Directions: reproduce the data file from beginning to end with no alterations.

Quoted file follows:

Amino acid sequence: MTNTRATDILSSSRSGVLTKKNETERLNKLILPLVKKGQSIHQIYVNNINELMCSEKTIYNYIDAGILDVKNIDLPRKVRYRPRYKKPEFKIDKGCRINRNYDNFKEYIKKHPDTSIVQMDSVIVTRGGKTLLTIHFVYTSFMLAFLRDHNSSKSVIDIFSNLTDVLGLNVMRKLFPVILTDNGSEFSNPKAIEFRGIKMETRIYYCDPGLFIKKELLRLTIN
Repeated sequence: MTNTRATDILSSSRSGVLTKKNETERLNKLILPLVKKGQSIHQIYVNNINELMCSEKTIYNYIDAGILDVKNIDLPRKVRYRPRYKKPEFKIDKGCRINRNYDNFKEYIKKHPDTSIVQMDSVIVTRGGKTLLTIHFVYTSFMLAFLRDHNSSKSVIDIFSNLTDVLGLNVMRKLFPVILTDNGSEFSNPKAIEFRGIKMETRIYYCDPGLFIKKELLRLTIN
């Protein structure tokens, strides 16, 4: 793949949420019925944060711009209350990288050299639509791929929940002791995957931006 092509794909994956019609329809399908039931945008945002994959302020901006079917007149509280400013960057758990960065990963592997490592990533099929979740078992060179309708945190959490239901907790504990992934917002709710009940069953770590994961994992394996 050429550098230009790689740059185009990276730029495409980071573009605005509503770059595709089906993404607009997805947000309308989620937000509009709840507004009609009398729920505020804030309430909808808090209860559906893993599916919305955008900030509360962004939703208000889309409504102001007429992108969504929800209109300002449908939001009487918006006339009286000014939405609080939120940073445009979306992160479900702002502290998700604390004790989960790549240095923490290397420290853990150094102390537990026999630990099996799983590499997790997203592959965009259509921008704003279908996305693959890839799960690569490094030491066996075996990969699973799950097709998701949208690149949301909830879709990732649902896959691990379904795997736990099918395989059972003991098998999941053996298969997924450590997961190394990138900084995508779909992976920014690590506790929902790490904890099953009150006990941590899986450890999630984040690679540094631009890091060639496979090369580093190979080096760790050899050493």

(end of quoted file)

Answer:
Amino acid sequence: MTNTRATDILSSSRSGVLTKKNETERLNKLILPLVKKGQSIHQIYVNNINELMCSEKTIYNYIDAGILDVKNIDLPRKVRYRPRYKKPEFKIDKGCRINRNYDNFKEYIKKHPDTSIVQMDSVIVTRGGKTLLTIHFVYTSFMLAFLRDHNSSKSVIDIFSNLTDVLGLNVMRKLFPVILTDNGSEFSNPKAIEFRGIKMETRIYYCDPGLFIKKELLRLTIN
Repeated sequence: MTNTRATDILSSSRSGVLTKKNETERLNKLILPLVKKGQSIHQIYVNNINELMCSEKTIYNYIDAGILDVKNIDLPRKVRYRPRYKKPEFKIDKGCRINRNYDNFKEYIKKHPDTSIVQMDSVIVTRGGKTLLTIHFVYTSFMLAFLRDHNSSKSVIDIFSNLTDVLGLNVMRKLFPVILTDNGSEFSNPKAIEFRGIKMETRIYYCDPGLFIKKELLRLTIN
């Protein structure tokens, strides 16, 4: 793949949420019925944060711009209350990288050299639509791929929940002791995957931006 092509794909994956019609329809399908039931945008945002994959302020901006079917007149509280400013960057758990960065990963592997490592990533099929979740078992060179309708945190959490239901907790504990992934917002709710009940069953770590994961994992394996 050429550098230009790689740059185009990276730029495409980071573009605005509503770059595709089906993404607009997805947000309308989620937000509009709840507004009609009398729920505020804030309430909808808090209860559906893993599916919305955008900030509360962004939703208000889309409504102001007429992108969504929800209109300002449908939001009487918006006339009286000014939405609080939120940073445009979306992160479900702002502290998700604390004790989960790549240095923490290397420290853990150094102390537990026999630990099996799983590499997790997203592959965009259509921008704003279908996305693959890839799960690569490094030491066996075996990969699973799950097709998701949208690149949301909830879709990732649902896959691990379904795997736990099918395989059972003991098998999941053996298969997924450590997961190394990138900084995508779909992976920014690590506790929902790490904890099953009150006990941590899986450890999630984040690679540094631009890091060639496979090369580093190979080096760790050899050493």